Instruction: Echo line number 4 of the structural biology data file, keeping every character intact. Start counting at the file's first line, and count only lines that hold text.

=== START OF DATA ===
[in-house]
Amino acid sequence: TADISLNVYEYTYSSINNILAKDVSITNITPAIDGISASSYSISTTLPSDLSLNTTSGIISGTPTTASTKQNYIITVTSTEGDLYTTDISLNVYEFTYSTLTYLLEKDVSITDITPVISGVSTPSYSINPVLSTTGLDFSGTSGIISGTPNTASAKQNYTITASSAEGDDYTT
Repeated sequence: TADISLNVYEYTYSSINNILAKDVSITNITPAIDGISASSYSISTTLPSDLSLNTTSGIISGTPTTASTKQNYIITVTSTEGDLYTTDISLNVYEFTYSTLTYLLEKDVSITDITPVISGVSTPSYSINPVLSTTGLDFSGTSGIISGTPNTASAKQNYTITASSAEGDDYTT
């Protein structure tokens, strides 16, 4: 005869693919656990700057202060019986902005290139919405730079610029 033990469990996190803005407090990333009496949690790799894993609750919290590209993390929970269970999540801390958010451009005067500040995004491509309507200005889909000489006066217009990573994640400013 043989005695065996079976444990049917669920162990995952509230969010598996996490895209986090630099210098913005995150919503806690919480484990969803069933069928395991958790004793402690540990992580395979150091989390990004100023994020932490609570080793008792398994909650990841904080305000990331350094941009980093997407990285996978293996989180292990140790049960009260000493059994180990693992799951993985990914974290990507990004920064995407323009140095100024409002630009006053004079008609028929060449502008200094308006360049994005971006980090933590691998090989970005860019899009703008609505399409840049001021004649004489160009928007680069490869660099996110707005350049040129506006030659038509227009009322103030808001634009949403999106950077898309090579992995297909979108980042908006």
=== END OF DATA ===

């Protein structure tokens, strides 16, 4: 005869693919656990700057202060019986902005290139919405730079610029 033990469990996190803005407090990333009496949690790799894993609750919290590209993390929970269970999540801390958010451009005067500040995004491509309507200005889909000489006066217009990573994640400013 043989005695065996079976444990049917669920162990995952509230969010598996996490895209986090630099210098913005995150919503806690919480484990969803069933069928395991958790004793402690540990992580395979150091989390990004100023994020932490609570080793008792398994909650990841904080305000990331350094941009980093997407990285996978293996989180292990140790049960009260000493059994180990693992799951993985990914974290990507990004920064995407323009140095100024409002630009006053004079008609028929060449502008200094308006360049994005971006980090933590691998090989970005860019899009703008609505399409840049001021004649004489160009928007680069490869660099996110707005350049040129506006030659038509227009009322103030808001634009949403999106950077898309090579992995297909979108980042908006």